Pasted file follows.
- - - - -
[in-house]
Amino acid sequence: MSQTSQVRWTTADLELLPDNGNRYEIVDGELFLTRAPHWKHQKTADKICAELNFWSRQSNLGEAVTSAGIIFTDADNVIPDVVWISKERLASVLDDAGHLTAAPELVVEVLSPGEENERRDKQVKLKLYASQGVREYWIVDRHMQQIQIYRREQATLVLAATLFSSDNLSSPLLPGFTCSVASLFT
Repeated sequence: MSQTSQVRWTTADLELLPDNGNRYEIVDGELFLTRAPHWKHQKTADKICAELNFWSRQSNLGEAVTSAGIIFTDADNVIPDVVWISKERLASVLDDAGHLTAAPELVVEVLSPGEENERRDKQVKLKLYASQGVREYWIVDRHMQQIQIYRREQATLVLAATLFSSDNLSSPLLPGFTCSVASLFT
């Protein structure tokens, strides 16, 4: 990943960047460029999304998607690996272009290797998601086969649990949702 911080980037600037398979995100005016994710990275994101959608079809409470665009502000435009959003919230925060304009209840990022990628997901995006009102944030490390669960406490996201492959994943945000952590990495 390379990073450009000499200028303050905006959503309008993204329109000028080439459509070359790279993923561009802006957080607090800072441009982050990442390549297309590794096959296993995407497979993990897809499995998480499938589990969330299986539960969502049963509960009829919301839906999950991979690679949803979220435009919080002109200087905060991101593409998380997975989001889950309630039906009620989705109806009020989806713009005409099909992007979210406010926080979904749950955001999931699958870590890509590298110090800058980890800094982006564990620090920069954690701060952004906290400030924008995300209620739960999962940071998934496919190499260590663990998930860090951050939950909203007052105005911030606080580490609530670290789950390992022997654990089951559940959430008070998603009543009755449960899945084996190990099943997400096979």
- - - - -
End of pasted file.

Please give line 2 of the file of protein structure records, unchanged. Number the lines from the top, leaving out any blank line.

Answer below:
Amino acid sequence: MSQTSQVRWTTADLELLPDNGNRYEIVDGELFLTRAPHWKHQKTADKICAELNFWSRQSNLGEAVTSAGIIFTDADNVIPDVVWISKERLASVLDDAGHLTAAPELVVEVLSPGEENERRDKQVKLKLYASQGVREYWIVDRHMQQIQIYRREQATLVLAATLFSSDNLSSPLLPGFTCSVASLFT